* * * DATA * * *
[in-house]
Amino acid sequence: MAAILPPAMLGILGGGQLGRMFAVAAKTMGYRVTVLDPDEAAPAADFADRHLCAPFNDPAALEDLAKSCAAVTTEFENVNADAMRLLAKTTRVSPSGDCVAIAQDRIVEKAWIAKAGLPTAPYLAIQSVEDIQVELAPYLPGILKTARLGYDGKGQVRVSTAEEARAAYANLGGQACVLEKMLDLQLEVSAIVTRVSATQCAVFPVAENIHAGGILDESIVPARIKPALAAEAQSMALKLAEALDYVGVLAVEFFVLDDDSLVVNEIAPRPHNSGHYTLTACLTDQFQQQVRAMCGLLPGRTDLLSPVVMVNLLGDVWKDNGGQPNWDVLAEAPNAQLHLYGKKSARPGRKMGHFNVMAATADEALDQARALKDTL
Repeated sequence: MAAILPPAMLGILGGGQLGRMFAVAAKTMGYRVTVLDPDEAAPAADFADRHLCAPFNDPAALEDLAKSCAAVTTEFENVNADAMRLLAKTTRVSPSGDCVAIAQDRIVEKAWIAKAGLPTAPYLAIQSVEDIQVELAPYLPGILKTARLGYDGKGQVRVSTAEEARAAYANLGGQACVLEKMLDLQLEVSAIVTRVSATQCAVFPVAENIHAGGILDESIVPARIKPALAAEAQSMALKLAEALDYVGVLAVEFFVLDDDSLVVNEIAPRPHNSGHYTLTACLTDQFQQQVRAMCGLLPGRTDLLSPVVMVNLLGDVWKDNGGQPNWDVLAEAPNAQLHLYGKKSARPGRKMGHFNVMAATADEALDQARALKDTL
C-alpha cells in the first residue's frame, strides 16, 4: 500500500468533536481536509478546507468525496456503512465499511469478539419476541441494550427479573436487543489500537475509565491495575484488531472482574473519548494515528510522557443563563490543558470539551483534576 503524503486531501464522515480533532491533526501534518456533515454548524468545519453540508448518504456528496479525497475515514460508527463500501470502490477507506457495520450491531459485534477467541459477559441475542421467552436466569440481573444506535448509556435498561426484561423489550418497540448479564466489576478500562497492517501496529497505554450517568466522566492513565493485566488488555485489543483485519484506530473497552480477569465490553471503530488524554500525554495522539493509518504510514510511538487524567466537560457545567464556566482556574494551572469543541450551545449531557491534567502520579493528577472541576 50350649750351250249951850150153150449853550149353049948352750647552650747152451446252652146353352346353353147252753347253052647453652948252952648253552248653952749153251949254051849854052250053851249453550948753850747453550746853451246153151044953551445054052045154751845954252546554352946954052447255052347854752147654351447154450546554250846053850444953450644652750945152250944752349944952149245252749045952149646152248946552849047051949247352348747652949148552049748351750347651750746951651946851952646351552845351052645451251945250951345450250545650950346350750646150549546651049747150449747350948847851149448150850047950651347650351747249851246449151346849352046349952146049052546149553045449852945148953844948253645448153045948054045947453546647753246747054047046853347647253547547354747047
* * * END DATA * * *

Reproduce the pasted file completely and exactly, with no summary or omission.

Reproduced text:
[in-house]
Amino acid sequence: MAAILPPAMLGILGGGQLGRMFAVAAKTMGYRVTVLDPDEAAPAADFADRHLCAPFNDPAALEDLAKSCAAVTTEFENVNADAMRLLAKTTRVSPSGDCVAIAQDRIVEKAWIAKAGLPTAPYLAIQSVEDIQVELAPYLPGILKTARLGYDGKGQVRVSTAEEARAAYANLGGQACVLEKMLDLQLEVSAIVTRVSATQCAVFPVAENIHAGGILDESIVPARIKPALAAEAQSMALKLAEALDYVGVLAVEFFVLDDDSLVVNEIAPRPHNSGHYTLTACLTDQFQQQVRAMCGLLPGRTDLLSPVVMVNLLGDVWKDNGGQPNWDVLAEAPNAQLHLYGKKSARPGRKMGHFNVMAATADEALDQARALKDTL
Repeated sequence: MAAILPPAMLGILGGGQLGRMFAVAAKTMGYRVTVLDPDEAAPAADFADRHLCAPFNDPAALEDLAKSCAAVTTEFENVNADAMRLLAKTTRVSPSGDCVAIAQDRIVEKAWIAKAGLPTAPYLAIQSVEDIQVELAPYLPGILKTARLGYDGKGQVRVSTAEEARAAYANLGGQACVLEKMLDLQLEVSAIVTRVSATQCAVFPVAENIHAGGILDESIVPARIKPALAAEAQSMALKLAEALDYVGVLAVEFFVLDDDSLVVNEIAPRPHNSGHYTLTACLTDQFQQQVRAMCGLLPGRTDLLSPVVMVNLLGDVWKDNGGQPNWDVLAEAPNAQLHLYGKKSARPGRKMGHFNVMAATADEALDQARALKDTL
C-alpha cells in the first residue's frame, strides 16, 4: 500500500468533536481536509478546507468525496456503512465499511469478539419476541441494550427479573436487543489500537475509565491495575484488531472482574473519548494515528510522557443563563490543558470539551483534576 503524503486531501464522515480533532491533526501534518456533515454548524468545519453540508448518504456528496479525497475515514460508527463500501470502490477507506457495520450491531459485534477467541459477559441475542421467552436466569440481573444506535448509556435498561426484561423489550418497540448479564466489576478500562497492517501496529497505554450517568466522566492513565493485566488488555485489543483485519484506530473497552480477569465490553471503530488524554500525554495522539493509518504510514510511538487524567466537560457545567464556566482556574494551572469543541450551545449531557491534567502520579493528577472541576 50350649750351250249951850150153150449853550149353049948352750647552650747152451446252652146353352346353353147252753347253052647453652948252952648253552248653952749153251949254051849854052250053851249453550948753850747453550746853451246153151044953551445054052045154751845954252546554352946954052447255052347854752147654351447154450546554250846053850444953450644652750945152250944752349944952149245252749045952149646152248946552849047051949247352348747652949148552049748351750347651750746951651946851952646351552845351052645451251945250951345450250545650950346350750646150549546651049747150449747350948847851149448150850047950651347650351747249851246449151346849352046349952146049052546149553045449852945148953844948253645448153045948054045947453546647753246747054047046853347647253547547354747047